Life goes on for the Ukrainian trade unions. But these are very difficult times for working people. Unemployment is rising and there are whole sections of the economy which have collapsed. The entire country is mobilised and united against the Russian aggressor and the unions are very much part of that. At the same time government has attempted to pass new labour laws that would dramatically weaken the unions.
Guest blog by Eric Lee, LabourStart
The night before I arrived in Kyiv earlier this month, the city was attacked by dozens of Russian drones and missiles. I saw none of it as my train rolled through the fields and farms of western Ukraine, which could not have seemed more peaceful under the blue skies of late summer. Kyiv too showed few signs of war, at least in the parts of the city I visited. Cafes and restaurants are open and people are out on the street, even in the evenings. Life goes on.
Life goes on for the Ukrainian trade unions as well. But in my discussions with leaders of the main national centres, some national unions and activists, I learned that these are very difficult times for working people.
Unemployment is rising and there are whole sections of the economy which have collapsed, including aviation. The leader of Ukraine’s largest national trade union centre (the FPU), Grygorii Osovyi, told me that his union had lost a million members. I also learned that an estimated 20% of union members have either volunteered for, or been drafted into, the armed forces. The entire country is mobilised and united against the Russian aggressor and the unions are very much part of that.
Georgiy Trukhanov, the head of the 1.2 million member teachers union, told me that as teachers could not be drafted (because they’re considered essential workers) many have volunteered to fight.
The unions are not mobilised because they support the Zelensky government. That government has attempted, in war-time, to pass new labour laws that would dramatically weaken the unions. Last year, FPU and the smaller KVPU ran a global online LabourStart campaign to protest those suggested changes. Yevgen Stempkovskiy of the railway workers union had only this to say about the government: “We have a common enemy.”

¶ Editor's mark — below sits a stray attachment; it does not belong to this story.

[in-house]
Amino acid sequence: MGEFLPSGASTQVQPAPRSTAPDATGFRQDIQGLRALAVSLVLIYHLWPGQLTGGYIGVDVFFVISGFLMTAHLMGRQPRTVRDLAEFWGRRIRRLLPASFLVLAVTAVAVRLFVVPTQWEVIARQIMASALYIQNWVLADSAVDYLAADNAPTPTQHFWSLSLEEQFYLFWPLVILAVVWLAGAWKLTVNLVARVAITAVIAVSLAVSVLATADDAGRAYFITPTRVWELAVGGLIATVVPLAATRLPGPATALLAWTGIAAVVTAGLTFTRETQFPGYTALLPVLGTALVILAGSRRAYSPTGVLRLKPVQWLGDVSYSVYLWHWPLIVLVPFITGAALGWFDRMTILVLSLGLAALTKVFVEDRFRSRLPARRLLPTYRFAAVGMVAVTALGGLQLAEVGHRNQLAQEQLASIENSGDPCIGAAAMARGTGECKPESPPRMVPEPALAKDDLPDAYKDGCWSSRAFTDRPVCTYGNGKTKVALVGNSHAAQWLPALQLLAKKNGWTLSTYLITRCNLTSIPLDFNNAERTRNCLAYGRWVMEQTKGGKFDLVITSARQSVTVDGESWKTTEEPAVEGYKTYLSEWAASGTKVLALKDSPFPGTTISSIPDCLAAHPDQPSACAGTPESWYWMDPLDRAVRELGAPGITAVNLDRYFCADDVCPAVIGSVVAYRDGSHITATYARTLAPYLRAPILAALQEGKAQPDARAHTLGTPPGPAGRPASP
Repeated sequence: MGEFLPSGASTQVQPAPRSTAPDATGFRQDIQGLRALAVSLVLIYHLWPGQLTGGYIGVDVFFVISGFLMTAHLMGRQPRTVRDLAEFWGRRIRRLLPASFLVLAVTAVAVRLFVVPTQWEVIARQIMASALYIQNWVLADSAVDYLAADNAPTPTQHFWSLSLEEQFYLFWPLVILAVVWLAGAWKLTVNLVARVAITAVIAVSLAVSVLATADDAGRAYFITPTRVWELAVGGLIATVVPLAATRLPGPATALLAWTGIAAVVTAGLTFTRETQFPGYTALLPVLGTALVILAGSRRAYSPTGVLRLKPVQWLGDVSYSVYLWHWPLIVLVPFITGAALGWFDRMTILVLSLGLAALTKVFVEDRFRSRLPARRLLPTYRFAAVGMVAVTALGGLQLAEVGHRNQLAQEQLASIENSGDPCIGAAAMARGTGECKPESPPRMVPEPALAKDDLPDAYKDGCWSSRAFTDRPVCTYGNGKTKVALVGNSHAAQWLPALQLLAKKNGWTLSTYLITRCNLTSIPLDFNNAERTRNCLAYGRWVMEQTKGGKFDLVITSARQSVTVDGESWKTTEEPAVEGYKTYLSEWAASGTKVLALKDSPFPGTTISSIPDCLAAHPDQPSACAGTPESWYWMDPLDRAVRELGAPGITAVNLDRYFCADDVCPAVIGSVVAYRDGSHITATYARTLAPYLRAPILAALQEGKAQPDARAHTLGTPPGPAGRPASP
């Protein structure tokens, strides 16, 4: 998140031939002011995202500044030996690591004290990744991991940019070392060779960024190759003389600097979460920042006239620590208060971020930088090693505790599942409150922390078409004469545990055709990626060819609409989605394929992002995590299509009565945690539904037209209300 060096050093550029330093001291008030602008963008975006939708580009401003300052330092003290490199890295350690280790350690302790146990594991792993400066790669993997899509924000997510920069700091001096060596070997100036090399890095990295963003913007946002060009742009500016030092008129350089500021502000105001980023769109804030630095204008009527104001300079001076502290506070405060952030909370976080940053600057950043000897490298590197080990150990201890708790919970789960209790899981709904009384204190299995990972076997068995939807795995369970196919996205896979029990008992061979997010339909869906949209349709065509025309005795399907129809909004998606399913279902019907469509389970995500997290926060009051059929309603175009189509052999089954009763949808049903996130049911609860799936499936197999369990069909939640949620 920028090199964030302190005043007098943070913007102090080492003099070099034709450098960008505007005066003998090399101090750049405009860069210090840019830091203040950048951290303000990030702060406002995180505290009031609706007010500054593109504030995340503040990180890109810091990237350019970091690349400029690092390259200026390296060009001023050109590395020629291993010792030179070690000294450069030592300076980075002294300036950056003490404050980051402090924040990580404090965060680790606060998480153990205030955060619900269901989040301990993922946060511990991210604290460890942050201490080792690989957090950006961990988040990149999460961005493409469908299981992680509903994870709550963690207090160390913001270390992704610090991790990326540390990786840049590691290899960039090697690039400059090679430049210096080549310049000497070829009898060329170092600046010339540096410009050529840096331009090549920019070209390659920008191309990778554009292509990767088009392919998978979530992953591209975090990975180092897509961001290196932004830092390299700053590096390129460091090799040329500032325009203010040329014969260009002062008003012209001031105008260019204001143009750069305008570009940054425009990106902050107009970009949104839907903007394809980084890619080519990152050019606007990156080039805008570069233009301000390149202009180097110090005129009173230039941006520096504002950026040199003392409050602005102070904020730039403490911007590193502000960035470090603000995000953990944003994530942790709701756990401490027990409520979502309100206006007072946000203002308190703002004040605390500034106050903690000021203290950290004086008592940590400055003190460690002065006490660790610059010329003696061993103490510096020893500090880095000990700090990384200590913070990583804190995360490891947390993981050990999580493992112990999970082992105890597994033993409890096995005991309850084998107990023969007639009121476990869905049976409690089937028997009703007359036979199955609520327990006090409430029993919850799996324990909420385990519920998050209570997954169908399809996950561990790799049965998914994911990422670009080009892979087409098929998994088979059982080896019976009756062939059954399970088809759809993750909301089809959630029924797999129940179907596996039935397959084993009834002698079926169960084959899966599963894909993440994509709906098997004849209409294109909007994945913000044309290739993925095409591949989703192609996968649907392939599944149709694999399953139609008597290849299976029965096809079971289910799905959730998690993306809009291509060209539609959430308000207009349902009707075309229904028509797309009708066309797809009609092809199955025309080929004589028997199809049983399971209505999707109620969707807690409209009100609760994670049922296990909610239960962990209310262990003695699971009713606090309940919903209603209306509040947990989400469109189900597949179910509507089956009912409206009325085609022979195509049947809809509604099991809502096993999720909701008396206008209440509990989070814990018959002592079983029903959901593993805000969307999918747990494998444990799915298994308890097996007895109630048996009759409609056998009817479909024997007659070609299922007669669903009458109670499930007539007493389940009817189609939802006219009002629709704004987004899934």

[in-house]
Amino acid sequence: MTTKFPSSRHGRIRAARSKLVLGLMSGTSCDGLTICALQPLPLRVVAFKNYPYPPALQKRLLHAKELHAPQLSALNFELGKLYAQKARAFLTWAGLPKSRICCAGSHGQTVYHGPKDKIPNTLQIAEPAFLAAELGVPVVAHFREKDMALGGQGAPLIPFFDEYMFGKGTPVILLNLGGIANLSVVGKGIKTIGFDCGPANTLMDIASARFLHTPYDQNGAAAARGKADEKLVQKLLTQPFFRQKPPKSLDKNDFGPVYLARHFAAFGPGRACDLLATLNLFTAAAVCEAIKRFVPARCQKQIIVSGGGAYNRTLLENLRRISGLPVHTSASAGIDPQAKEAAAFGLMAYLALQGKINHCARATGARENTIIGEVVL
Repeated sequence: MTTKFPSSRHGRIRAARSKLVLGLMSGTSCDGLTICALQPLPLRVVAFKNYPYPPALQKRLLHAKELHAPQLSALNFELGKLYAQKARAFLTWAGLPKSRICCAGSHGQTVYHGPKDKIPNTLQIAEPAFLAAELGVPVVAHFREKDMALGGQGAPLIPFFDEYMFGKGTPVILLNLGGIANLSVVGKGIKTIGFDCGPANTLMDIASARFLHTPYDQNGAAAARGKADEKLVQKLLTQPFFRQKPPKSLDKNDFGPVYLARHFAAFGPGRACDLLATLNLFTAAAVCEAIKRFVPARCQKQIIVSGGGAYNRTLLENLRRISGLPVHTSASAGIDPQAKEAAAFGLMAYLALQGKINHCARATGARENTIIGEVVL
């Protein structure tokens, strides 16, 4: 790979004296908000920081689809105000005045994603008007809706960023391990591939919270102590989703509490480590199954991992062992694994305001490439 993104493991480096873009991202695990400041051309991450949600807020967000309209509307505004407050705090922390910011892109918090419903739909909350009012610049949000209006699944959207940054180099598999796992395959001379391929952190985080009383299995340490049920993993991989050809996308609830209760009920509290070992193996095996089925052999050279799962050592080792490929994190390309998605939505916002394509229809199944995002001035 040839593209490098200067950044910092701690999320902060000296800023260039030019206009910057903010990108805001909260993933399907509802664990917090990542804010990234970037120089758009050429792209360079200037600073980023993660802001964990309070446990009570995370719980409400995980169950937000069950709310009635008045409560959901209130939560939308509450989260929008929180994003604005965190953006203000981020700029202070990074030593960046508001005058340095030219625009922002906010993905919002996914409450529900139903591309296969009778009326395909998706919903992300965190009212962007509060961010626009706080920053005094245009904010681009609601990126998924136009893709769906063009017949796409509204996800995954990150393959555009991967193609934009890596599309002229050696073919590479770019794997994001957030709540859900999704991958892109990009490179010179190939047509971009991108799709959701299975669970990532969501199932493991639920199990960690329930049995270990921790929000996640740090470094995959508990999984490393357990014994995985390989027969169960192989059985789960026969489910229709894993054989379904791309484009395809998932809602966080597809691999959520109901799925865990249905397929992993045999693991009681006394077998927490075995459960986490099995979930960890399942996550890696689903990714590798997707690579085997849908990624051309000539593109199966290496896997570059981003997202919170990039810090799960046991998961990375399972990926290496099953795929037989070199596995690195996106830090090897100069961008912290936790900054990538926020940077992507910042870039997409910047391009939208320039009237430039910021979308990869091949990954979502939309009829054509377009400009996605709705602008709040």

And that enemy, Russia, is increasingly becoming the focus of hatred in Ukraine. For example, Trukhanov told me that the Russian teachers shared some of the guilt for the war. I asked what he meant by that. All the Russian soldiers currently fighting in Ukraine, he said, studied in Russian schools. They were taught to be what they had become — killers and rapists.
On the whole, Ukrainian trade unionists are pleased with the support they’ve been receiving from the international trade union movement. They are looking forward to an upcoming visit by ITUC and ETUC leaders. They told me stories of the bravery of American trade unionists who visited during some of the most difficult days of Russia’s aerial bombardment of Kyiv. They appreciate all the donations, both money and goods — including generators — which foreign unions continue to provide. I was told there’s an urgent need for bandages. Union offices, including those of the Solidarity Center and the KVPU, are crammed with boxes of aid. I was shown sheets of plastic used to cover windows that had been shattered by Russian artillery.
Unfortunately, not all unions are taking the Ukrainian side in this war. The formerly-Soviet controlled World Federation of Trade Unions has been outspoken in its opposition to Ukraine and to NATO. The largest Russian national trade union centre, FNPR, has suspended its own membership in the ITUC following criticism of its pro-Putin stance. Shockingly, there are unions in democratic countries which appear to be taking the side of the aggressor.
Osovyi told me that last year he had been invited to speak at an online event by a South African union. The union asked him to send on his speech in advance. After he did so, they cancelled the invitation. While many groups on the Left are showing full solidarity with Ukraine, there are others that seem to prefer a Russian victory.
While I was in Kyiv, the British Trades Union Congress held its annual conference and passed a pro-Ukrainian resolution. One of the people responsible for that is Ivanna Khrapko, youth leader of the FPU, who spoke by video with TUC delegates. I was talking with Ivanna about life under the relentless Russian attacks. She told me that one night she heard the distinctive sound of an Iranian shahed drone just outside her window. She was hosting child refugees from eastern Ukraine — the region all Ukrainians call “temporarily occupied territory” — and rushed them to shelter. A bit later, they heard the loud blast of a Patriot missile.
Ukrainian trade unionists like to say that they are not just fighting for their country, but for freedom. Their freedom and ours. After a week talking with them, I agree with that view. They are brave people, forced into a war they did not want by an aggressive dictator who shows only contempt for international law. Every trade unionist everywhere in the world should be doing what they can to support Ukraine. We have a word for that, a word that is at the very heart of what we do as trade unionists: solidarity.
Eric Lee is founding editor of LabourStart